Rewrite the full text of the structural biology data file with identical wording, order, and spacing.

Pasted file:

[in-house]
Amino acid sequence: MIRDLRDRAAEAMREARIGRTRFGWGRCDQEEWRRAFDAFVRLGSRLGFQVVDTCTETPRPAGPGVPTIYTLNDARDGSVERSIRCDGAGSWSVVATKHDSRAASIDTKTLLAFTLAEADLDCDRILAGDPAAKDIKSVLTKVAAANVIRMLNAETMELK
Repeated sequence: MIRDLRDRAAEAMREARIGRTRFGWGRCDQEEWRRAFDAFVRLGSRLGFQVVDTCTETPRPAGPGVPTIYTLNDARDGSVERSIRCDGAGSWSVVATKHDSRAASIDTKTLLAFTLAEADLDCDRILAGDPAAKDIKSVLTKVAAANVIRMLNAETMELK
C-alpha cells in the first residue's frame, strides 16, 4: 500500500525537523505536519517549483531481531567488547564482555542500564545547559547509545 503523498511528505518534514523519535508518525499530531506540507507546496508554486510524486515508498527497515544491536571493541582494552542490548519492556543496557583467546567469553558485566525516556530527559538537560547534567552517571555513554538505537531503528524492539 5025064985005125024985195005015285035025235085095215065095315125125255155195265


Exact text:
[in-house]
Amino acid sequence: MIRDLRDRAAEAMREARIGRTRFGWGRCDQEEWRRAFDAFVRLGSRLGFQVVDTCTETPRPAGPGVPTIYTLNDARDGSVERSIRCDGAGSWSVVATKHDSRAASIDTKTLLAFTLAEADLDCDRILAGDPAAKDIKSVLTKVAAANVIRMLNAETMELK
Repeated sequence: MIRDLRDRAAEAMREARIGRTRFGWGRCDQEEWRRAFDAFVRLGSRLGFQVVDTCTETPRPAGPGVPTIYTLNDARDGSVERSIRCDGAGSWSVVATKHDSRAASIDTKTLLAFTLAEADLDCDRILAGDPAAKDIKSVLTKVAAANVIRMLNAETMELK
C-alpha cells in the first residue's frame, strides 16, 4: 500500500525537523505536519517549483531481531567488547564482555542500564545547559547509545 503523498511528505518534514523519535508518525499530531506540507507546496508554486510524486515508498527497515544491536571493541582494552542490548519492556543496557583467546567469553558485566525516556530527559538537560547534567552517571555513554538505537531503528524492539 5025064985005125024985195005015285035025235085095215065095315125125255155195265